tldr: Life is looking up. Here’s why.
Right before I left for Nationals, and well after my frustration post for Saturday was written & scheduled [Here I Am], I figured out two things.
Discovery 1: Theory
Dottie has the soul of an artist. Or, at least, what I imagine the soul of an artist to be. She is the aging ballerina who still lives to dance. She may lack the raw power she once had for jetes and pirouettes, but she has arm extensions that make the angels weep.
As a counter-example, Sam has the soul of a technician. If you ride him a certain way, he will canter brilliantly. Doesn’t matter where or when: in the covered ring, in the big ring, at home, at a show, on the rail, off the rail. If you do x, he will do y.
A few days before the Alabama Charity Show, I had a great lesson on Dottie. ‘Ah ha,’ I says to myself, ‘I know how to trot Dottie.’ Went to the show. Did the exact same thing. ‘No! No! No!’ says Dottie, ‘This is a totally different situation. We must dance THIS WAY.’ Which left me sitting in a lump, thinking, ‘Whaaaa?’
Still struggling with the double bridle and still struggling to get my shoulders back. [Show Report]
Dottie is a passionate, spontaneous individual who creates her reality in the immediacy of the moment, instead of relying on a set of rigid formulae that might have no bearing on current conditions. As a person who fell off the left side of the Myers-Briggs personality test, I am far more Sam-like in my outlook.
My narratives for Dottie included elder stateswoman or maternal guardian of her young riders. Not a bit of it. The rider’s role is the male dancer, lending support when the prima ballerina takes center stage. You might need to support her more than you would a younger dancer, but Oh, she is worth it. Once I started thinking about her this way, her whole personality made sense. We got along famously. [The Power of Narrative]
Dottie is not a diva. She doesn’t demand attention and adoration. She’ll take it (won’t we all?), but she doesn’t require it to function. She simply wants to dance.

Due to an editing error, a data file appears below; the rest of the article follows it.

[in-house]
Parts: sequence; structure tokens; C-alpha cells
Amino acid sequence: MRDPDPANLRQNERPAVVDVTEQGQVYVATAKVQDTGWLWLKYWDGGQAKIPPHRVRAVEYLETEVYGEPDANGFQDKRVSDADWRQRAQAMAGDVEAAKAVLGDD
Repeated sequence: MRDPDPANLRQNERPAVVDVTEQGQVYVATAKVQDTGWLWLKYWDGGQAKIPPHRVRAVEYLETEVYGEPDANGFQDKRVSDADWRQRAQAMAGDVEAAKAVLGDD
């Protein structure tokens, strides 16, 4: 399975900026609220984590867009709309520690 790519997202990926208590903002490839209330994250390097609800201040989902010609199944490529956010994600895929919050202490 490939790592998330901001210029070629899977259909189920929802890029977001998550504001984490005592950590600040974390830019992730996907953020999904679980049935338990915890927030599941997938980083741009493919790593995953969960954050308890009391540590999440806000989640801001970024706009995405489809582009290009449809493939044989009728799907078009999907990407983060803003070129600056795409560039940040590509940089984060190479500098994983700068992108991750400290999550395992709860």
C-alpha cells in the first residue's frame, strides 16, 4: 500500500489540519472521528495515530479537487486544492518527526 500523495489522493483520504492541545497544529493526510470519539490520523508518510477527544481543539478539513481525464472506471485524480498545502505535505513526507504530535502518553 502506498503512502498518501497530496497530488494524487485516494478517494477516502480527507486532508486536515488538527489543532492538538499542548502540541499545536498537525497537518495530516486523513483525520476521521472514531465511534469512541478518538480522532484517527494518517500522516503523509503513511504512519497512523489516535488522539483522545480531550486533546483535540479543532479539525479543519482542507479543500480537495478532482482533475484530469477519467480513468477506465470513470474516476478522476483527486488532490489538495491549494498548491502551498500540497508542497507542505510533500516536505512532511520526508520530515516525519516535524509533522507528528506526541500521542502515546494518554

Discovery 2: Tylenol
Lately, my meltdowns have been accompanied by crying jags. At one point before a lesson, I was crying so hard that I was shaking. I slugged some Pepto for my stomach. As I stood at the bathroom counter, I remembered when pain-relief had turned out to be the answer [Antibiotics as Mood Elevator]. I took two Tylenol.
The tears stopped.
I don’t know why this works. I don’t feel pain before I take pills. I don’t feel less pain after I take pills. I simply stop crying. I don’t know why it has to be Tylenol. I’m not messing with success. I do it. It works. That’s good enough for me.
One possible reason may be the body’s response to chronic pain. Apparently, if the nerves keep sending the same pain message, the body stops listening.
Nor do I see a point in going to the doctor. Modern medicine has a hard enough time with chronic pain. They’d never cope with chronic non-pain.
I am not stoic. I am the farthest thing from stoic. All of this happens on a level below my consciousness. As I have said elsewhere [The Old Grey Mare], I live in my head. I tend to leave my body to get on with it. I may not have been paying sufficient attention.
In a related experiment, I took ibuprofen before bed. Sleep has always been my answer to any problem. Stress? Yawn. Stomachache? Nap. Sick? Go to bed until it passes. So, I was sleeping enough hours, probably too many. It’s possible that my mystery non-aches were keeping me from sleeping well. I’ve been exhausted all summer.
I still stress. I’m still me. Now, when I start spinning out of control, I can console myself that the cause is physical rather than existential.
Sadly, the solution has limits. My system can only tolerate so many meds [Let The Blithering Begin]. All I need to do is invent a chronic OTC analgesic that does not rot my stomach, or worse. My medical advisor tells me if I can could do this, the world would be my oyster.
Thank you for reading,